If these were individual cases, we could happily distinguish some males and some females exhibiting these behaviours to differing degrees. When the aforementioned statistics range across socio-economic boundaries, ethnicities, ages and cultures, we clearly have a much broader problem on our hands.
These behaviour’s and choices exhibit both an individual and mass response to the cultural shift of the last century.
Whilst the internet and Social Media has put the world and our social lives at our fingertips, traditional forms of media (Television, Magazines, Advertising, Newspapers) are still up to their old tricks.
A recent meme posted by one of the young men I have the privilege of meeting up with each week summaries the modern dilemma brilliantly. It said ‘By the age of 14, most young people these days have a Million Social Media followers, a clothing range, and 3 number 1 singles. I have acne.’ This post highlights the range between realities, dreams and expectations of modern times.
When men see as many underwear models and as much sexually explicit content as they do real women, it will naturally contort and plague their understanding of the world and subsequent behaviours.
When the role-models and elders that men learn from are found in the form of gaming characters and recording artists who recite misogynistic lyrics and play the victor in hyper-violent tales, generations of men have few other options than to mimic these behaviours and share the same expectations. When Instagram is centred around individuals in the social spotlight posting endless streams of guns, girls, money and muscles, the rest of us cannot fail to aspire and compete. The current narrative that men are blindly sold is literally killing them.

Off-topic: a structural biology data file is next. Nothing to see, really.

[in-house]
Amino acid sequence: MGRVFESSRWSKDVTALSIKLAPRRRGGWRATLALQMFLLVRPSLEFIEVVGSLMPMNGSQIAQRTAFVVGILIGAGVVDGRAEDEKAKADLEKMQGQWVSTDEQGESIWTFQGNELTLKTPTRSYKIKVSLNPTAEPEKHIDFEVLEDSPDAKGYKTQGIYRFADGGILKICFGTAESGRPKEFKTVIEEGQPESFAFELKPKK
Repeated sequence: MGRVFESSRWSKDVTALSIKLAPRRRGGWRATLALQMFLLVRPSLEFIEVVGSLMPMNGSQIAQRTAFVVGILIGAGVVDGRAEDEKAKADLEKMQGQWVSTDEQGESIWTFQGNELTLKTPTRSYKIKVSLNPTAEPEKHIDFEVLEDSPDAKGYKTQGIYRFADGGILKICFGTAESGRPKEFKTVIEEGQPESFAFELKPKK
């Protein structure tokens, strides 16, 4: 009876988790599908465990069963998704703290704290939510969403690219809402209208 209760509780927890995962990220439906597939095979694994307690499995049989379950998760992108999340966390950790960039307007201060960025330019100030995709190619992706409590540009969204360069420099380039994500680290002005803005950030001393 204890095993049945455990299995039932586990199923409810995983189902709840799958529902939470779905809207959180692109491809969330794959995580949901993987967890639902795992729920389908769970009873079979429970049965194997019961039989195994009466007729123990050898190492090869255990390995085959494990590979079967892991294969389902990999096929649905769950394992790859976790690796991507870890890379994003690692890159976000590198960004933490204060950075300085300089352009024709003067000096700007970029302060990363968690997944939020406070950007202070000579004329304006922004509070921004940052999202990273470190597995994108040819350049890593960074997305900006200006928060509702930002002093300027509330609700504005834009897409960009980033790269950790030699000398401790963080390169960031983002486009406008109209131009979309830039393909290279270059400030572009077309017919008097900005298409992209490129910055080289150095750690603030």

But in the midst of passive withdrawal across the social spectrum, overly aggressive signs of strength, and generous amounts of posing, there is hope. Committing to building positive self-esteem in men must be our starting block, and by positive I forward the valuing of oneself regardless of our own perception of others. When we unhealthily compete with others, we instantly devalue ourselves, our friends or both.
If we understand and begin to understand just how precious, valuable, significant and unique we are, the false-promises of lavish and unwavering sexual experiences, unrivalled power and wealth, and rivalry with those around us begin to pale in significance.
If we are serious about supporting men, we must be part of the rethinking and reshaping of how men see their place in the world. We must never ignore the place of unfair privilege over women that men often find themselves in terms of human rights, social, economic and political means but we must treasure and cherish positive self esteem, found in every mans uniqueness.
I am convinced that if we equip individuals to value themselves for who they are, not who they think they should be in light of pressures and influences, and invest in relevantly supporting men and women from birth through each stage of childhood, adolescence and throughout adulthood, we can see men and women flourish like never before.
Over the next 8 weeks, we will explore the current state of masculinity and how we can equip ourselves and the men in our lives to thrive within today’s cultures.
Next week, we'll look at Biblical self-image through the lense of Social Media.
William Lee is the Project Coordinator for Made of More, a project of Golddigger Trust, an award-winning youth charity for 11-18 year olds in the United Kingdom. He is passionate about supporting young men to make positive life-choices and to play a part in transforming their communities for the better.